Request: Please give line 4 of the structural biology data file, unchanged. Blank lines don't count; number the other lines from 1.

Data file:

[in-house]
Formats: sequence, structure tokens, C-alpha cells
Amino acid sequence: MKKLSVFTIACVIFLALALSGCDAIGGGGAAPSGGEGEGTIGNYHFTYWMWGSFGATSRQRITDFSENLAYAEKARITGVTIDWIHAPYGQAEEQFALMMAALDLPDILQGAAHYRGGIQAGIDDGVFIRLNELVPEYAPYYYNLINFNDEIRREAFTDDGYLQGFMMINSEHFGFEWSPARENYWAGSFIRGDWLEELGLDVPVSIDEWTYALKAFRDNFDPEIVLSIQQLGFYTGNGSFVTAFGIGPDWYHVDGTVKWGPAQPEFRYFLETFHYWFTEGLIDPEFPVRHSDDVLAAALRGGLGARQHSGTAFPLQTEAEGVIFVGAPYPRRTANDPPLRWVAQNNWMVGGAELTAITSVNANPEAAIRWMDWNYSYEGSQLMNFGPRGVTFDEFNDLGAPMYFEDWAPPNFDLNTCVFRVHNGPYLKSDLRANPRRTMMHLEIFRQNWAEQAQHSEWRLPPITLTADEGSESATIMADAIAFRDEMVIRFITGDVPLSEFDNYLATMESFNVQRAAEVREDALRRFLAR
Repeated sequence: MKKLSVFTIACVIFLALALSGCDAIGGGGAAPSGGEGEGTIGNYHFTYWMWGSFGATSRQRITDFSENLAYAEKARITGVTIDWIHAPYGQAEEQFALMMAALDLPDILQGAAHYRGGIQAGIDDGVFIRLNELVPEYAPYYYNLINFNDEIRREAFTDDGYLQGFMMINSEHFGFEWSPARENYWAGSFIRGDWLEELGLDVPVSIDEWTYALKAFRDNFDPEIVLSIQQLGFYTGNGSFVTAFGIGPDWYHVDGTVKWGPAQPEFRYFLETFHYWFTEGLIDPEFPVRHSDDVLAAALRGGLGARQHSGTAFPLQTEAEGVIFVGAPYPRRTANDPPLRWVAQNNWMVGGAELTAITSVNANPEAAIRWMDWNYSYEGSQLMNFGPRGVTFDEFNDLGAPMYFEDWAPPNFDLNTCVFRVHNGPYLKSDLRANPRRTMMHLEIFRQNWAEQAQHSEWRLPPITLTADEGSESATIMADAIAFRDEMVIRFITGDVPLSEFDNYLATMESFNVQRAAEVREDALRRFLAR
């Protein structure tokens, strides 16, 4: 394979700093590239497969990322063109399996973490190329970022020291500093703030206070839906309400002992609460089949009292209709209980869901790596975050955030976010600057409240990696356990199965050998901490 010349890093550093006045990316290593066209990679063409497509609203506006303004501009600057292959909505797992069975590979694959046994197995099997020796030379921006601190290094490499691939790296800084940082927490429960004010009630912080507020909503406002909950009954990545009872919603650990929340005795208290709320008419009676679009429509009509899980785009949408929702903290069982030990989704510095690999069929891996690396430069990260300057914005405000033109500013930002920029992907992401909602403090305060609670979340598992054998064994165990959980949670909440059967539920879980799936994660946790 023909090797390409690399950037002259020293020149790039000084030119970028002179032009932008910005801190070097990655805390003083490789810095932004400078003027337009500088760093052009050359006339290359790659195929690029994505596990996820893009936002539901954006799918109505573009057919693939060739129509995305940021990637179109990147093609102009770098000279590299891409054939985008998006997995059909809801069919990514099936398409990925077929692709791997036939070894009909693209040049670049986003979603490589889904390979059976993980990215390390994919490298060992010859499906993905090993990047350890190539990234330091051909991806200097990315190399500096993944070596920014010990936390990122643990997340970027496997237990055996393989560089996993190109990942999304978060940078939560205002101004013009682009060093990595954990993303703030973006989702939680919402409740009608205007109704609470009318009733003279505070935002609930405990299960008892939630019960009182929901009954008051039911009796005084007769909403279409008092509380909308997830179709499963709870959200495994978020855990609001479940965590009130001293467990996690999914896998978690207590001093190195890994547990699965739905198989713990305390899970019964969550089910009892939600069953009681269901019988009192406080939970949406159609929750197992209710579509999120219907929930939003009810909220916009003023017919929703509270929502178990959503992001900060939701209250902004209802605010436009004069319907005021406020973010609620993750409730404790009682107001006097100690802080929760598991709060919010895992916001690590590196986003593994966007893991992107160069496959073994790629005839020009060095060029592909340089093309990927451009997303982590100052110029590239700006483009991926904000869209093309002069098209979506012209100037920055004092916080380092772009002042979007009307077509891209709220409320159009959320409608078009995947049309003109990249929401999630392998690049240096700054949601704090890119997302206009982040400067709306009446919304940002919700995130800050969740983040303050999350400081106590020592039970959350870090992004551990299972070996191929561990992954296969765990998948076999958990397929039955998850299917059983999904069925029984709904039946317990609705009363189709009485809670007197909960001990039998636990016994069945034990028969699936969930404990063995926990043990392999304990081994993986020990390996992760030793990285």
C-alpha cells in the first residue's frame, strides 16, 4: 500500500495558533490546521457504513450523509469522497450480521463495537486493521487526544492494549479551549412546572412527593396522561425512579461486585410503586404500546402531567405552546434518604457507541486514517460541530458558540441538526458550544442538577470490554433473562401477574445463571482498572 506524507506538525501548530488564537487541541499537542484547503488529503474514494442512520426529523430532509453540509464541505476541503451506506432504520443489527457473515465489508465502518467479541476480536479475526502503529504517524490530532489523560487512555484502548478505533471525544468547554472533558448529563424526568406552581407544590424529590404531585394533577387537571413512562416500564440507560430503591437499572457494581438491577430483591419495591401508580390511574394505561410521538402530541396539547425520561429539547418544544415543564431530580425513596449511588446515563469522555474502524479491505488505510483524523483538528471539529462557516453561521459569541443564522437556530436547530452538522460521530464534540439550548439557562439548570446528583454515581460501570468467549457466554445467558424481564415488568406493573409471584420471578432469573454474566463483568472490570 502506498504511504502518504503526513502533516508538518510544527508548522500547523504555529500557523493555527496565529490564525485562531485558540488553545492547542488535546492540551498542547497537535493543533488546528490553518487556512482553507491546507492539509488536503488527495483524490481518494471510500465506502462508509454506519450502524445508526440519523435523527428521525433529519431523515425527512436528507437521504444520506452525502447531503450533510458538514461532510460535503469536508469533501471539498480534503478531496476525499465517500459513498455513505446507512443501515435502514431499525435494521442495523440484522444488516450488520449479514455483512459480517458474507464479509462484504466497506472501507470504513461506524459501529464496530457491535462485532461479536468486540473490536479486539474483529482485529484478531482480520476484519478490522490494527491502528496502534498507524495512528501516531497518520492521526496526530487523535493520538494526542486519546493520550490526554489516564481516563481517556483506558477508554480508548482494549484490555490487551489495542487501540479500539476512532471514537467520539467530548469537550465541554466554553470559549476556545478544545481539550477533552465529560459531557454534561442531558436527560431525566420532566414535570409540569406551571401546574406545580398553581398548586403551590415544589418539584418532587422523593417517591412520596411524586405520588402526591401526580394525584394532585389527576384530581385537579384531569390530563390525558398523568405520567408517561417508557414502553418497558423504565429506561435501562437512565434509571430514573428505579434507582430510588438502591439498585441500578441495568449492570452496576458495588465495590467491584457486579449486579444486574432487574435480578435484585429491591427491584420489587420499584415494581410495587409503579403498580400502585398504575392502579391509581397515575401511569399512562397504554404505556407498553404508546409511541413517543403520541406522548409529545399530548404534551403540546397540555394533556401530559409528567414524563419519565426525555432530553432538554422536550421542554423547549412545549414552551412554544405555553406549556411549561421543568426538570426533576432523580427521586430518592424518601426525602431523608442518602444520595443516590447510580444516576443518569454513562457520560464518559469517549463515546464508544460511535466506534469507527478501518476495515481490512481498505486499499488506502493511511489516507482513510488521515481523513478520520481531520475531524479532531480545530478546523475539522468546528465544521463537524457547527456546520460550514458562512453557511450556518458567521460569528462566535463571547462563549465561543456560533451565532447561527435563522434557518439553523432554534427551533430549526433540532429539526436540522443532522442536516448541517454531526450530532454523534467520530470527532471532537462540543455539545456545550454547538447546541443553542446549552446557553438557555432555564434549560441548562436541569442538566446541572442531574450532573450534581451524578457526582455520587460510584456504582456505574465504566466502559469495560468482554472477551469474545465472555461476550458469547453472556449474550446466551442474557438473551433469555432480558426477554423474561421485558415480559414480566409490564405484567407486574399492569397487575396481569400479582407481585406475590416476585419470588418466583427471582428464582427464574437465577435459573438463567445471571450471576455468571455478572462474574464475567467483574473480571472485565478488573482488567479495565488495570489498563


Repeated sequence: MKKLSVFTIACVIFLALALSGCDAIGGGGAAPSGGEGEGTIGNYHFTYWMWGSFGATSRQRITDFSENLAYAEKARITGVTIDWIHAPYGQAEEQFALMMAALDLPDILQGAAHYRGGIQAGIDDGVFIRLNELVPEYAPYYYNLINFNDEIRREAFTDDGYLQGFMMINSEHFGFEWSPARENYWAGSFIRGDWLEELGLDVPVSIDEWTYALKAFRDNFDPEIVLSIQQLGFYTGNGSFVTAFGIGPDWYHVDGTVKWGPAQPEFRYFLETFHYWFTEGLIDPEFPVRHSDDVLAAALRGGLGARQHSGTAFPLQTEAEGVIFVGAPYPRRTANDPPLRWVAQNNWMVGGAELTAITSVNANPEAAIRWMDWNYSYEGSQLMNFGPRGVTFDEFNDLGAPMYFEDWAPPNFDLNTCVFRVHNGPYLKSDLRANPRRTMMHLEIFRQNWAEQAQHSEWRLPPITLTADEGSESATIMADAIAFRDEMVIRFITGDVPLSEFDNYLATMESFNVQRAAEVREDALRRFLAR